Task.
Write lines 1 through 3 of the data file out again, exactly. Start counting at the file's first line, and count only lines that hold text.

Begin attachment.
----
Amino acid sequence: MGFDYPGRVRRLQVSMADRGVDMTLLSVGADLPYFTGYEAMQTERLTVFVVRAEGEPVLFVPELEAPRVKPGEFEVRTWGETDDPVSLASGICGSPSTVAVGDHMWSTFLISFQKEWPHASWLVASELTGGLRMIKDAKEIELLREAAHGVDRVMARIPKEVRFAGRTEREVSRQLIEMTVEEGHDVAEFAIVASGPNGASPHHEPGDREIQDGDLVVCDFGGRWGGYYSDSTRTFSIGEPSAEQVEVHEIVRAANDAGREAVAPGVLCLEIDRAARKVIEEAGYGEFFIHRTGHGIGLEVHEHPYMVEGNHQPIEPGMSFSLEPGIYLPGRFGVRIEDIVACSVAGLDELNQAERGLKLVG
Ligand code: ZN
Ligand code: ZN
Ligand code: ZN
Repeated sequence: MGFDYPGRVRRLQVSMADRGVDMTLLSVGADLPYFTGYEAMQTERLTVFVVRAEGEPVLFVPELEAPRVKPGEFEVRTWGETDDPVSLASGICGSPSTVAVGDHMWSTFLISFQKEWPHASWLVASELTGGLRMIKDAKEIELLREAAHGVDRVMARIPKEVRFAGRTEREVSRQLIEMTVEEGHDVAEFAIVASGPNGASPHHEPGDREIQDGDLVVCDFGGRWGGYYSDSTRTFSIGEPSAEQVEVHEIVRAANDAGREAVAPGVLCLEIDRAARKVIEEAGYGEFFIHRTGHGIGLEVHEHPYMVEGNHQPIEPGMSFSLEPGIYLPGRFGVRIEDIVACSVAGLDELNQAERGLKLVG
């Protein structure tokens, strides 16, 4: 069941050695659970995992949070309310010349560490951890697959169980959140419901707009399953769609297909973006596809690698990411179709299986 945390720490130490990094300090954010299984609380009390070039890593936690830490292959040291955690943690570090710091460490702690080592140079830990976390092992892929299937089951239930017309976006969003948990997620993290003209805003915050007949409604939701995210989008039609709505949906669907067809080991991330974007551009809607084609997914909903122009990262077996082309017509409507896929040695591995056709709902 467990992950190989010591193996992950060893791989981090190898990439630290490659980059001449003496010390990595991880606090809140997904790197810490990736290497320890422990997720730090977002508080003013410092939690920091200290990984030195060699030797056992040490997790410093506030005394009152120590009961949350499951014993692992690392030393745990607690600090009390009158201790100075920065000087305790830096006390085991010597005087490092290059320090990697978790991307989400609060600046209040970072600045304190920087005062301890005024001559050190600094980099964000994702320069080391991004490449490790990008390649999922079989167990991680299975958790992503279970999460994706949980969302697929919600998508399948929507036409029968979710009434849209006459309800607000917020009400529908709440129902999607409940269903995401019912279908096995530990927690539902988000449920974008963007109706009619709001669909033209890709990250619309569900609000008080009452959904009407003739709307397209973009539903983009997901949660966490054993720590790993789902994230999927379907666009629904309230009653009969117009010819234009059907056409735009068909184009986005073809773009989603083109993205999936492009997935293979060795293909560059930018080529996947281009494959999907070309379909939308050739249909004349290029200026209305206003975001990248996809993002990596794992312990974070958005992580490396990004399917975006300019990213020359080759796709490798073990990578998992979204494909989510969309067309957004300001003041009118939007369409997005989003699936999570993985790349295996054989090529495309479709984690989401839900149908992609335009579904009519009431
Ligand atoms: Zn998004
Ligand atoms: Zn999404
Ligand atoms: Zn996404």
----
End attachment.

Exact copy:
Amino acid sequence: MGFDYPGRVRRLQVSMADRGVDMTLLSVGADLPYFTGYEAMQTERLTVFVVRAEGEPVLFVPELEAPRVKPGEFEVRTWGETDDPVSLASGICGSPSTVAVGDHMWSTFLISFQKEWPHASWLVASELTGGLRMIKDAKEIELLREAAHGVDRVMARIPKEVRFAGRTEREVSRQLIEMTVEEGHDVAEFAIVASGPNGASPHHEPGDREIQDGDLVVCDFGGRWGGYYSDSTRTFSIGEPSAEQVEVHEIVRAANDAGREAVAPGVLCLEIDRAARKVIEEAGYGEFFIHRTGHGIGLEVHEHPYMVEGNHQPIEPGMSFSLEPGIYLPGRFGVRIEDIVACSVAGLDELNQAERGLKLVG
Ligand code: ZN
Ligand code: ZN